ECON 110 — Principles of Economics. 3 hours.
An introduction to economic reasoning and analysis, with special emphasis on the market process as a system of social coordination. This course will address microeconomic topics such as opportunity cost, and comparative advantage as well as the macroeconomic issues of inflation, unemployment, and monetary and fiscal policy.
ECON 241 — Business Statistics. 3 hours.
ECON 308 — Comparative Economic Systems. 3 hours.
An examination of the alternative forms of economic organization that exist around the world. Areas of emphasis will include the existing variations in the democratic capitalist framework, the ongoing process of transition in formerly socialist nations, the emergence of new sources of competition within the global economy, and the interaction between economics, politics, and culture in various societies.
ECON 311 — Intermediate Microeconomics. 3 hours.
An exploration of the neoclassical theories of consumption and production. Additional topics will include game theory and strategic behavior, the economic impact of technological development and organizational innovation, the role of the government in maintaining competition, and the relationship between Christian thought and economic methodology. Prerequisites: ECON 110.
ECON 312 — Intermediate Macroeconomics. 3 hours.
An examination of alternative theoretical frameworks of the national economy, with particular emphasis on the contrast between short-run and long-run models of aggregate economic behavior. Additional attention will also be devoted to current controversies in macroeconomic theory, policy, and performance. Prerequisites: ECON 110.
ECON 342 — Intermediate Economic Statistics. 3 hours.
Building upon the foundation provided by ECON 241 Business Statistics, this course will introduce students to the basic concepts of econometrics, especially regression analysis. Emphasis will be placed upon the mastery of various statistical techniques and their applications. Prerequisite: ECON 241.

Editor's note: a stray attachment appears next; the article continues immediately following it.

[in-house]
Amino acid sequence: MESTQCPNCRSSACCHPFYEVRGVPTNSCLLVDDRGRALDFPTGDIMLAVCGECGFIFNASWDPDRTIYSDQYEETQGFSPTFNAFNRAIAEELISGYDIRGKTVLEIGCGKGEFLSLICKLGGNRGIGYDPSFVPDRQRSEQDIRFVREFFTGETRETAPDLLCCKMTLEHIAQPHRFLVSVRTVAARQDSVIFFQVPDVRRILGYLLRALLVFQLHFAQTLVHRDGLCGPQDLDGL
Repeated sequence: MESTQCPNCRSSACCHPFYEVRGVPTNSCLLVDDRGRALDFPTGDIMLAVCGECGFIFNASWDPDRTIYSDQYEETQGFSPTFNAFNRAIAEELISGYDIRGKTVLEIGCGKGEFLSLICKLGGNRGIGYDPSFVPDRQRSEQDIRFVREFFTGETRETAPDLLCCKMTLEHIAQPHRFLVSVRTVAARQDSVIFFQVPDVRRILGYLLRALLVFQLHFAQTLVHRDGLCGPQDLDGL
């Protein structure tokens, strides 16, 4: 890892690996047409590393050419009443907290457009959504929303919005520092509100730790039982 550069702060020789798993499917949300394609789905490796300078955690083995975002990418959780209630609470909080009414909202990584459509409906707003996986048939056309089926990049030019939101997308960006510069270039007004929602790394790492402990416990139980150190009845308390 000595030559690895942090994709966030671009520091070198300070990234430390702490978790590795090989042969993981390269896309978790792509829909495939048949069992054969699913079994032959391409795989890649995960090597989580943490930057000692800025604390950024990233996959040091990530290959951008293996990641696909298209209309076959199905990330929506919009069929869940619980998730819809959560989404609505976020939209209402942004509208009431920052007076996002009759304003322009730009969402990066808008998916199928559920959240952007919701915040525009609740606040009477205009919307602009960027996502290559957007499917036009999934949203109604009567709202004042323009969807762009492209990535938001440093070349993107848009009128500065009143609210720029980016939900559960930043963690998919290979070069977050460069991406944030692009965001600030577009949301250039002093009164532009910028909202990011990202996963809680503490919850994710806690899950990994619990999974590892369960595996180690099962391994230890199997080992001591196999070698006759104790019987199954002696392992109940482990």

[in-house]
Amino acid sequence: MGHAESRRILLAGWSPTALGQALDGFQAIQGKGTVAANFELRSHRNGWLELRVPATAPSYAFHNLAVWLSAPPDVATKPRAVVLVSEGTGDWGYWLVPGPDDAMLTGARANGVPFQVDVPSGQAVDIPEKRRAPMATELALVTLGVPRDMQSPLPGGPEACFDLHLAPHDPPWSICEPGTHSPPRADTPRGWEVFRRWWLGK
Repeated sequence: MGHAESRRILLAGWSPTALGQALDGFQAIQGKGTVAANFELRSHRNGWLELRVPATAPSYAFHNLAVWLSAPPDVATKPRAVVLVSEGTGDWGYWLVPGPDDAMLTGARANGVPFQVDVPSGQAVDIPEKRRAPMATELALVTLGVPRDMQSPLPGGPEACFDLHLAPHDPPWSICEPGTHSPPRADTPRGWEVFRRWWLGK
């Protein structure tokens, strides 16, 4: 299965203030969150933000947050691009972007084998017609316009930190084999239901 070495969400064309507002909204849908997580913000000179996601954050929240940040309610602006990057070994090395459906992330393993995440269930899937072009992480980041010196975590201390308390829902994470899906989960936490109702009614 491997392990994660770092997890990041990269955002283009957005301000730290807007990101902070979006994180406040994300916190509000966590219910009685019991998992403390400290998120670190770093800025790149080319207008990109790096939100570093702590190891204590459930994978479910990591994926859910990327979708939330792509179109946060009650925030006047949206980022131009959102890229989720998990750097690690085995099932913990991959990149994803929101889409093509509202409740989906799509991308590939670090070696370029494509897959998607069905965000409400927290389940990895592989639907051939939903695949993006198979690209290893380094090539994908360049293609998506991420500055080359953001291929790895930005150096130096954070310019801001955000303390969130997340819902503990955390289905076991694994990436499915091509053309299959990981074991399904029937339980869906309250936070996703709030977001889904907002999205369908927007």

ECON 345 — Economics of the Public Sector. 3 hours.
An examination of the role of government in market economy, both in a positive and a normative sense. Major topics will include the theories of market failure and public choice; the economic impact of various taxes, expenditure programs, and regulatory actions; and alternative rationales for the expansion in the size and scope of government in the United States and other nations over time.
ECON 362 — Financial Markets and Institutions. 3 hours.
A survey of the financial organizations of society, including the functioning and characteristics of money and credit, investment banking, trust companies, and commercial banking, with emphasis on the Federal Reserve System. Current money and banking problems are evaluated in conjunction with the theoretical concepts studies. Prerequisites: ECON 110, BSNS 270.
ECON 365 — International Trade and Finance. 3 hours.
An exploration of the effects that are generated when economic and financial transactions cross national boundaries. Major topics will include the theoretical basis for international trade, alternative explanations of the sources of comparative advantage, domestic trade policies, the primary determinants of exchange rates and capital flows, governmental actions regarding exchange rates, and the globalization of commerce. Prerequisites: ECON 110, BSNS 270.
ECON 473 — Investments. 3 hours.
Same as BSNS 473.